She’s silent for a spell,
then tells me she changed,
changed for the better,
that she’s never going back
and I’d better get used to it.
At the restaurant she pushes lettuce leafs back and forth
across her plate, making windshield wiper motions.
She only eats a sprig of parsley.
She says she wants to see her mother now.
She says I should stop pretending to be somebody I’m not
and that it would be best for everyone involved if I
burned in hell.

Sunday, March 8, 2015

International Women's Day
























Readers are cordially invited to click on the image above to view
the Saloon's special issue celebrating International Women's Day.

Thursday, March 5, 2015

Pecking Order

by Donal Mahoney

We hung suet out
on the deck today
hoping the wrens
would come
and stay the winter,
nest in the yard
and next summer
fill the air with song.

In an hour or so
the wrens arrived
but minutes later
the beak of a flicker
hammered at them
and they flew away.

The flicker had time
for a snack before
a blue jay brusque
as the weather came
and took over.

The jay as well
had a snack before
a squadron of starlings
landed to feast
and Fuzzy the cat
rolled over the fence
eager to leap.

With the starlings gone
the cat lost interest
and moseyed around
for a minute or two
and then dove back
over the fence.

With no one around
and the suet deserted
the wrens came back
and ate some more
until the jay came back
and took over again.

Any minute now
we expect to see
the starlings return
and take over the suet
for a raucous dessert.

Lost in Bitter Gaze

by Sy Roth

Ovid’s disambiguation rests on his face.
Their lies overwhelm him.

Behind his cheerful masque
He finds another face to hide behind.

He prances for them,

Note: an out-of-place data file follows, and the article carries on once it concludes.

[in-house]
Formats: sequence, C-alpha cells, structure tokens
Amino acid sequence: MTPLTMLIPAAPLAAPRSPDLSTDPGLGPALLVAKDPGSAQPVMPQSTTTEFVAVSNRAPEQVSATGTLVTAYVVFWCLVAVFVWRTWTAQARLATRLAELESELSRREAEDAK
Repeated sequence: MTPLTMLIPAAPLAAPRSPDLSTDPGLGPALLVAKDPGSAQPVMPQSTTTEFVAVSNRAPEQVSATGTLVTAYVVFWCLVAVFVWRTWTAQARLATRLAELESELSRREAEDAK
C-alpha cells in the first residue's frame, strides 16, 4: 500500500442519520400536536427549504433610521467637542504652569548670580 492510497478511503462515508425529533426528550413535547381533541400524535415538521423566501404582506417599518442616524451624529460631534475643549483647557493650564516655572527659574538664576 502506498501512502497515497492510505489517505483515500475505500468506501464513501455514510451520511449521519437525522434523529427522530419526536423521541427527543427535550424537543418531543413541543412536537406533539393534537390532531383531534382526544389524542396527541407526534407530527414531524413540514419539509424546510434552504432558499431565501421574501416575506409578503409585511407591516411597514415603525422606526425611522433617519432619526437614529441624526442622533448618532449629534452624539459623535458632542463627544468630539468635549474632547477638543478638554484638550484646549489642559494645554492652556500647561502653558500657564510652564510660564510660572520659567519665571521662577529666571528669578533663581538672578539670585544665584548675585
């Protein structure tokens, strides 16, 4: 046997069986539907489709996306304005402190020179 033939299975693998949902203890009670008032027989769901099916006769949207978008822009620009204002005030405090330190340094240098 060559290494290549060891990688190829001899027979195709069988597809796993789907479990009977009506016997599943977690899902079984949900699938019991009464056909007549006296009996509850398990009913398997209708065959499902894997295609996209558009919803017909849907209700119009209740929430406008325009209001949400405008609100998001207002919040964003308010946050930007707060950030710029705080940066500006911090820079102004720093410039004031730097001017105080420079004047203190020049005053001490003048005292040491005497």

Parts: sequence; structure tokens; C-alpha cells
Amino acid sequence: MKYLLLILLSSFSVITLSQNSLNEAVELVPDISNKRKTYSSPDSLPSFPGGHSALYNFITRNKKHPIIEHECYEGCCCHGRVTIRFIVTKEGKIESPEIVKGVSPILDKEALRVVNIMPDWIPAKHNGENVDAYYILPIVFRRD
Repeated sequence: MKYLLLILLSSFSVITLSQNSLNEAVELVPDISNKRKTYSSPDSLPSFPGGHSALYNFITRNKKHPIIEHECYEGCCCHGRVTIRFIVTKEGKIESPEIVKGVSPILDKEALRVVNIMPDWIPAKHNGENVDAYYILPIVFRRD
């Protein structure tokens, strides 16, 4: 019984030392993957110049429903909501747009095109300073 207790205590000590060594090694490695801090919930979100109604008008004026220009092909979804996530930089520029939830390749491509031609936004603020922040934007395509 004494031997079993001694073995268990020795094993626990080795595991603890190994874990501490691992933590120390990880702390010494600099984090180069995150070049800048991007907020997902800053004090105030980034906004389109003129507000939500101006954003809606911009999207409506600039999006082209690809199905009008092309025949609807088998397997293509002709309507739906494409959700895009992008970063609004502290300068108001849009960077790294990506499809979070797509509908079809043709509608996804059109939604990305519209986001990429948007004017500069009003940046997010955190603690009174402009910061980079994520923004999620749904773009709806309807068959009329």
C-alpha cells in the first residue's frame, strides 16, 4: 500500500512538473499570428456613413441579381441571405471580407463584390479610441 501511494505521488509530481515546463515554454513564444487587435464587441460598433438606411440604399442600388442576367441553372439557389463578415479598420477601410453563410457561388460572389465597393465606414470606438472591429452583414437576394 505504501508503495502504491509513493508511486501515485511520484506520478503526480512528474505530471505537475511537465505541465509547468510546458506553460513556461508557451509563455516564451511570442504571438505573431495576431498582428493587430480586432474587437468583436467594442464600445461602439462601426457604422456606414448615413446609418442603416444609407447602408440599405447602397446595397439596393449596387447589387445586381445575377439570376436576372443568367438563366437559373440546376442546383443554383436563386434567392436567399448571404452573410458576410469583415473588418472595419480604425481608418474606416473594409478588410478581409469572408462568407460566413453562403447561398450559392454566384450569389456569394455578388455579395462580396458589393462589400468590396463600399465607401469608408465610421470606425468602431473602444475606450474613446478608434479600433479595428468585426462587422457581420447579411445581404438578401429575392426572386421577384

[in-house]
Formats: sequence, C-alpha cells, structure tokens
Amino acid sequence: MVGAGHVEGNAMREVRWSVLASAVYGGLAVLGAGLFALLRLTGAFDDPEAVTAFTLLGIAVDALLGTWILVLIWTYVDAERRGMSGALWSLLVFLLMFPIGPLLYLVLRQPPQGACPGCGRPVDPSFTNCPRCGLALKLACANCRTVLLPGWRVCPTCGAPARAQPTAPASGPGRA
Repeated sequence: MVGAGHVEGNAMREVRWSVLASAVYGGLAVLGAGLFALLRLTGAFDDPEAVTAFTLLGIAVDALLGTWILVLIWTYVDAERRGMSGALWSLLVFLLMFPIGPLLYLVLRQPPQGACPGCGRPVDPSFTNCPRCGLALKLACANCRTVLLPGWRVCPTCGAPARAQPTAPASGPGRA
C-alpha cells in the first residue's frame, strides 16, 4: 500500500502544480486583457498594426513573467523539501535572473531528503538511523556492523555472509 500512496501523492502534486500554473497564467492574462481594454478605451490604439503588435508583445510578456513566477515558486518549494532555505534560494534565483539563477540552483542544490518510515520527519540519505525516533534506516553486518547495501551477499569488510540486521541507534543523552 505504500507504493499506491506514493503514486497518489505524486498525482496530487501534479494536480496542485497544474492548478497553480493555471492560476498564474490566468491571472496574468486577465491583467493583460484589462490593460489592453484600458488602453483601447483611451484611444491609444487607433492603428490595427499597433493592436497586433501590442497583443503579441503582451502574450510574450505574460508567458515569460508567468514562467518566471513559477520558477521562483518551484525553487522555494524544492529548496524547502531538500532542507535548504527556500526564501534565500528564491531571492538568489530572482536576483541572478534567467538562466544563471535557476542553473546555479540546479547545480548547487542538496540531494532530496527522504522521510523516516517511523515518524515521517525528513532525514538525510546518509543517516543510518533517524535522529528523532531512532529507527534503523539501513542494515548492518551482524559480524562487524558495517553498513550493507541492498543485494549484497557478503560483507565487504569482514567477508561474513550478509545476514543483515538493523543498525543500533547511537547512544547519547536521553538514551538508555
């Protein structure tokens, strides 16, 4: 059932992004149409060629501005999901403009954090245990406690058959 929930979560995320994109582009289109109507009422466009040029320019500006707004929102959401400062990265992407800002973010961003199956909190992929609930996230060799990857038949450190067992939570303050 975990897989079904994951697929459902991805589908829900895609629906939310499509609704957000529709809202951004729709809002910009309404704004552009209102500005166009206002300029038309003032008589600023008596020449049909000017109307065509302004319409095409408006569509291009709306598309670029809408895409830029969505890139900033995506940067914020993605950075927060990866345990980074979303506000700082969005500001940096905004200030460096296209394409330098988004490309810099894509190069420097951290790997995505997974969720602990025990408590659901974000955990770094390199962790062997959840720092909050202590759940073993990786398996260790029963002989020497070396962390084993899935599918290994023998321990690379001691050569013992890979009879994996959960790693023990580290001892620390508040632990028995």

A jester in motley.

They obfuscate
with their vacant, guffawing unrealities.

His eyes wine-sparkled
Dart hither and yon in their sockets.

They sweep the masses into their choking cloud,
Shoo them away into their respective corners.

His eyes crinkle, lids droop downward
To dim their radiance.

Their lips rumba
A jumble of consonants, rumbled in assonance.

He hides in their lingua franca,
muffled, chattering tongues.

They huff and puff
prevarications  ride afloat on flaccid waves.

He gets caught in the glow of their untruths,
Beneath klieg lights and their chicanery.

They metamorphose into a void
Replete with a lapel of prideful pins.

Behind them the flags flap noisily.
Before him, the hordes flap in his breeze,

Lost in a bitter gaze at them,
They ignore his omissions.

Time to Go

by Wayne Scheer

Like a performer
whose act runs long,
Mr. Winter needs to be given
the old-fashioned hook.

There was a time,
back when Ms. Summer
sizzled, when too much of a good thing
seemed too much,
and I looked forward
to a cooler performance.

But Mr. Winter has gone
from cool to cold. We've seen
enough of his act;
it's time to give the child Spring
her chance to shine.

So if anyone is really in charge here,
I pray of you:
cue the music, drop the curtain;
it's time for a scenery change.

Tuesday, March 3, 2015

Global Warning

by Nancy Gauquier

Mother Nature is mad,
The Goddess is roaring,
Kali is dancing in a whirlwind,
the Furies are spinning
storm clouds of incredulity
at the stubbornness of narrow
mechanical minds possessed
by some mythical bottom line.

Apathetic billionaires are caught
up in their game, as they mock
people with poverty, stick them
with shards of broken dreams,
and complain with pockets full
of fool's gold, cook their waffles
in crude oil, and toss in nightmare
beds full of the hungry and homeless
human collateral of their markets.

Mother Nature is mad.
She is gathering her forces.
The Goddess knows the devastation
of the human heart,
Kali wanders among the war dead,
the uncounted children,
victims of the drones.

Insatiable corporations
pump out their poisons,
spinning shrouds of dark clouds,
as the mercury is rising,
the ice caps are sinking,
and the polar bears drown
in a dying sea.

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by Todd Mercer

I can’t get amnesia when it would mean relief,
but it sure sets in while driving, or when it’s time
to reassemble a six-cylinder engine, a lawn tractor,
sewing machine, gas furnace, computer in reverse of the order
it was confidently broken down. Good luck
forgetting the few items currently preventing
this stay on earth from being a slow summer idyll.
A memory has its own neurotic ticks.
It isn’t much at co-operation. I’m the dummy
with eyeglasses perched on the forehead,
tearing up the domicile to find them. I don’t mind
to waste an hour I’ll never have back
hunting for car keys while clutching
said keys in my non-searching hand.
I had wisdom to share on amnesia,
but I’m drawing blanks since you’re asking.
It’s here, give me a minute. Where is my coffee?